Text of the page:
NSArrayControllers and binding – an example

NSArrayControllers can save you precious time (and lines) if your app basically deals with a NSMutableArray, in any form.

In this tutorial I’ll explain how to use NSArrayControllers to bind a data source and a view together and allow edition of the data.

The basics

For the set-up, you’ll first want to create a new Cocoa project, and create a custom class to hold your data. In this example, I will create a TaskList class, consisting of three instance variables : taskName, description and priority. As for now, I only need to write the getters and setters; my TaskList.h file will look like this :

#import <Cocoa/Cocoa.h>

@interface TaskList : NSObject  {
	NSString * taskName;
	int priority;
        NSString * description;
}

-(int)priority;
-(void)setPriority:(int)aValue;

-(NSString*)taskName;
-(void)setTaskName:(NSString*)aName;

-(NSString*)description;
-(void)setDescription:(NSString*)aDescription;

@end

And my TaskList.m file will look like this :

#import "TaskList.h"

@implementation TaskList 

-(id)init
{
     if ( self = [super init]) {
        [self setTaskName:@"New Task"];
        [self setPriority:1];
        [self setDescription:@"<To Do>"];
    }
    return self;
}

-(int)priority{ return priority;}
-(void)setPriority:(int)aValue { priority = aValue;}

-(NSString*)taskName{ return taskName;}
-(void)setTaskName:(NSString*)aName
{
    if (aName != taskName) {
        [taskName release];
        [aName retain];
        taskName = aName;
    }
}

-(NSString*)description{ return description; }
-(void)setDescription:(NSString*)aDescription
{
    if (aDescription != description) {
        [description release];
        [aDescription retain];
        description = aDescription;
    }
}
@end

Once this is done, we’ll set up the UI and add the NSArrayController in Interface Builder. The NSArrayController will basically take care of handling the data for us – but we will need to provide him with the datasource, and the bindings we want to use.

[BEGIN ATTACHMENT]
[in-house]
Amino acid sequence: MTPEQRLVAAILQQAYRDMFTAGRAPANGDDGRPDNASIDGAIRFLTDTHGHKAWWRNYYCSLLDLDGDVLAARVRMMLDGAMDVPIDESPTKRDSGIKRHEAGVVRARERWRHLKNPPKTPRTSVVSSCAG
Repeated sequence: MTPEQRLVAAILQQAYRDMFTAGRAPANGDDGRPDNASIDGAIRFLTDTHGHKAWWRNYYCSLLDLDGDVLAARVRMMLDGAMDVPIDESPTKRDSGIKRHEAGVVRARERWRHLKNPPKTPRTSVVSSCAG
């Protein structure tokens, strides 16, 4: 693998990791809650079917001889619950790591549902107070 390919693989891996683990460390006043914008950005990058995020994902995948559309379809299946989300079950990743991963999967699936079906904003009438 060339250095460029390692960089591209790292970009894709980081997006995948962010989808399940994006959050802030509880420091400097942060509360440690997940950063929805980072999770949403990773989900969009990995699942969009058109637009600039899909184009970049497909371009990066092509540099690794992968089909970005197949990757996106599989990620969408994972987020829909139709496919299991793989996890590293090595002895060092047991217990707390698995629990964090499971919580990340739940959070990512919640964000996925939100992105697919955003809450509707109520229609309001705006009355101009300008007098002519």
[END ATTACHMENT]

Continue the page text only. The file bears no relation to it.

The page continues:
The UI

Double-click on MainMenu.nib to open it in Interface Builder. to the existing window, add a NSTableView with two column, an “Add” NSButton and a “Remove” NSButton. You can also add a NSTextField (that will hold the number of our objects) and another NSTextField that will hold the description for the task. An example is shown below :

Now add an NSArrayController (from the Cocoa-Controllers palette) to your Nib file. In the inspector palette for you NSArrayController, change the ‘Object Class Name’ to ‘TaskList’, and uncheck ‘Preserves selection‘. Add three keys below, taskName, priority and description. These will be the keys we’ll be using for the bindings.

The bindings

The first column of our table view should display, let’s say, our task name. Select the column, and in the bindings page of the inspector, bind value to the keyPath taskName of ‘arranged objects’ :

You can do the same for the other column, binding it to priority. Then, bind the description NSTextField value to the keyPath description of ‘arranged objects’, and the number NSTextField value to the keyPath @count of ‘arranged objects’.

Then, control-drag between the two buttons and the NSArrayController to make it the target, with the actions ‘insert’ and ‘remove’. You can also bind the remove button’s ‘enabled’ binding to the ‘canRemove’ attribute of the controller (this will prevent the user from clicking the button when the selection is null, for instance).

You’re all set ! Build and run, and your application is fully functional… (well, it doesn’t do much … but…):

If you want to add some saving and loading possibilities, you can now create a standard controller for your app, and make it conform to the NSCoding protocol …

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9 Responses to “NSArrayControllers and binding – an example”


  1. 1 Eimantas June 2, 2008 at 3:34 pm

    You should totally use properties (new in Objective-C 2.0). They would save you tons of code writing in TaskList model:

    In header:
    1) provide three instance variables
    2) define them as properties with @property directive
    3) use @synthesize directive in implementation to create accessor methods to these variables

    Other than that – great tutorial!

  2. 3 Cyril June 2, 2008 at 7:11 pm

    very true … the problem being I still can’t afford to buy a new Mac and Leopard – so I’m stuck with 10.4, and Xcode 2.5 …

  3. 4 decoder December 9, 2009 at 5:10 pm

    A very good tutorial for beginners.

    Nice Work!

  4. 5 Chris November 23, 2011 at 4:23 pm

    That should be “editing of the data” not “edition of the data” :-)

  5. 7 King January 2, 2012 at 7:35 am

    Its a good example for dummies in bindings

  6. 8 dante lee August 6, 2012 at 1:42 pm

    very simple but translated a lot. thank you very much.

  7. 9 Daniel H. Moran June 30, 2013 at 6:14 pm

    This was very helpful, thank you!

    I have a “quick” question though…

    when a “new” object is init’d. I’d like to set a “Name” property to be something like “Action #[total number of items in list]”

    How do you access the array from the object.m “init” function in order get the count of total number of items in the list?

    Also is there a way to change the position of a row in the tableview list?


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